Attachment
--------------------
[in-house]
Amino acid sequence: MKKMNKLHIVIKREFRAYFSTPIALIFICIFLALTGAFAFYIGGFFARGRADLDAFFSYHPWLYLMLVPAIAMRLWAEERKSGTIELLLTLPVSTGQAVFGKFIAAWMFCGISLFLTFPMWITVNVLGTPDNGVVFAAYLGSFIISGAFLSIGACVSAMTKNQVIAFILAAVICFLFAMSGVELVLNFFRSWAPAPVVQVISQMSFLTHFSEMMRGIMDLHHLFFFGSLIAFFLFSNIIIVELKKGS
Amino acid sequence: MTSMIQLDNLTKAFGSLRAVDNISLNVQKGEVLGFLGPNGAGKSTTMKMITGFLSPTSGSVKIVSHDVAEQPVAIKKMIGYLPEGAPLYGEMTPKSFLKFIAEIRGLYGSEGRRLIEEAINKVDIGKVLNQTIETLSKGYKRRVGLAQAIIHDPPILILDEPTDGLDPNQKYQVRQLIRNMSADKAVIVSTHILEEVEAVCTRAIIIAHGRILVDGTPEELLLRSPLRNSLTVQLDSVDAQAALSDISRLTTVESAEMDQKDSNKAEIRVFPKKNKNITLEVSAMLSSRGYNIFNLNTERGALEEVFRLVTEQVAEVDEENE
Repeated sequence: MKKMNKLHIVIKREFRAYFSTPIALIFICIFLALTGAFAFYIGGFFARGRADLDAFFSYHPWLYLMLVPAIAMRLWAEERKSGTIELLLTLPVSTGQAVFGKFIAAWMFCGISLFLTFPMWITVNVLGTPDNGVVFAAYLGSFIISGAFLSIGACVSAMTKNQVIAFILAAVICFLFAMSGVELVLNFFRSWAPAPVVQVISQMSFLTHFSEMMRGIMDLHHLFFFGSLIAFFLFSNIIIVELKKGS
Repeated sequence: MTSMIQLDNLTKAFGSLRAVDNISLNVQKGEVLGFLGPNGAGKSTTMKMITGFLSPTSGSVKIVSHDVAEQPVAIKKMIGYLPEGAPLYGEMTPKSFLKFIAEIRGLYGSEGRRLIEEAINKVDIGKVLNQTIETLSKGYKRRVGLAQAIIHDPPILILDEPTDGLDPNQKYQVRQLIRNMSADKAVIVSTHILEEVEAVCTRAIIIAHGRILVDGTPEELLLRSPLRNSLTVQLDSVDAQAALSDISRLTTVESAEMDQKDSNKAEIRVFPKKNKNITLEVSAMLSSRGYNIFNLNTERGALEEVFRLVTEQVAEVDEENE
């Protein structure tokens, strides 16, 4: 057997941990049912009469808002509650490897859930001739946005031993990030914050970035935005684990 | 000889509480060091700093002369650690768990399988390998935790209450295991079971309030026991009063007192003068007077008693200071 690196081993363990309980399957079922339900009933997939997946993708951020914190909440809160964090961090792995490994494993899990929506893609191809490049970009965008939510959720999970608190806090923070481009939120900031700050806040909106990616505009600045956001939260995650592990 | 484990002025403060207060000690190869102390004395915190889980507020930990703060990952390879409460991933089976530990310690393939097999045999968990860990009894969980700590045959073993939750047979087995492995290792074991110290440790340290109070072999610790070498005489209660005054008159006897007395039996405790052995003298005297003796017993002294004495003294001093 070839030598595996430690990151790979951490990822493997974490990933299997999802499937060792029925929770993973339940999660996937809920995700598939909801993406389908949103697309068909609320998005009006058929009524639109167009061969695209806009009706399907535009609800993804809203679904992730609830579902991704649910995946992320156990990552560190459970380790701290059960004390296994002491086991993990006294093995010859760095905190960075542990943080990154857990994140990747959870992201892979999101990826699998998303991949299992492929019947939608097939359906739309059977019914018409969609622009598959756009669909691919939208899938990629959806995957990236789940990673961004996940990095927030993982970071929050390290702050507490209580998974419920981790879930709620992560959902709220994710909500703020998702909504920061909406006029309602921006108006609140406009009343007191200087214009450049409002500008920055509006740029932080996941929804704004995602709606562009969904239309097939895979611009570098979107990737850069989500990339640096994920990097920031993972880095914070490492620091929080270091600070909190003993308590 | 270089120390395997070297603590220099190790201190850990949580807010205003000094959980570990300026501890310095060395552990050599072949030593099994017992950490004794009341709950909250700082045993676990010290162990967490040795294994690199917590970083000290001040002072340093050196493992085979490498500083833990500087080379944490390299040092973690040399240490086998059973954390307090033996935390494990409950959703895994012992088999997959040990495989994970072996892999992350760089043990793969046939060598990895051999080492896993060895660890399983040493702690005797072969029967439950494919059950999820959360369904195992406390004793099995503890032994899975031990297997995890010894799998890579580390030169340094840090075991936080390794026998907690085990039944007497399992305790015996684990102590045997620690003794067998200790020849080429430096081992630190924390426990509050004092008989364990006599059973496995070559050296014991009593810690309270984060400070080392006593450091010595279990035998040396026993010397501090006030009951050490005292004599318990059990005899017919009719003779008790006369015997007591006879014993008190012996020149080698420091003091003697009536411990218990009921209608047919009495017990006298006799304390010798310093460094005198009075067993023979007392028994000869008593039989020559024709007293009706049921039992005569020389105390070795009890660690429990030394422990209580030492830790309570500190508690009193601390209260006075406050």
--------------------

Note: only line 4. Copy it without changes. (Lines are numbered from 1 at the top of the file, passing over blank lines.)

Repeated sequence: MKKMNKLHIVIKREFRAYFSTPIALIFICIFLALTGAFAFYIGGFFARGRADLDAFFSYHPWLYLMLVPAIAMRLWAEERKSGTIELLLTLPVSTGQAVFGKFIAAWMFCGISLFLTFPMWITVNVLGTPDNGVVFAAYLGSFIISGAFLSIGACVSAMTKNQVIAFILAAVICFLFAMSGVELVLNFFRSWAPAPVVQVISQMSFLTHFSEMMRGIMDLHHLFFFGSLIAFFLFSNIIIVELKKGS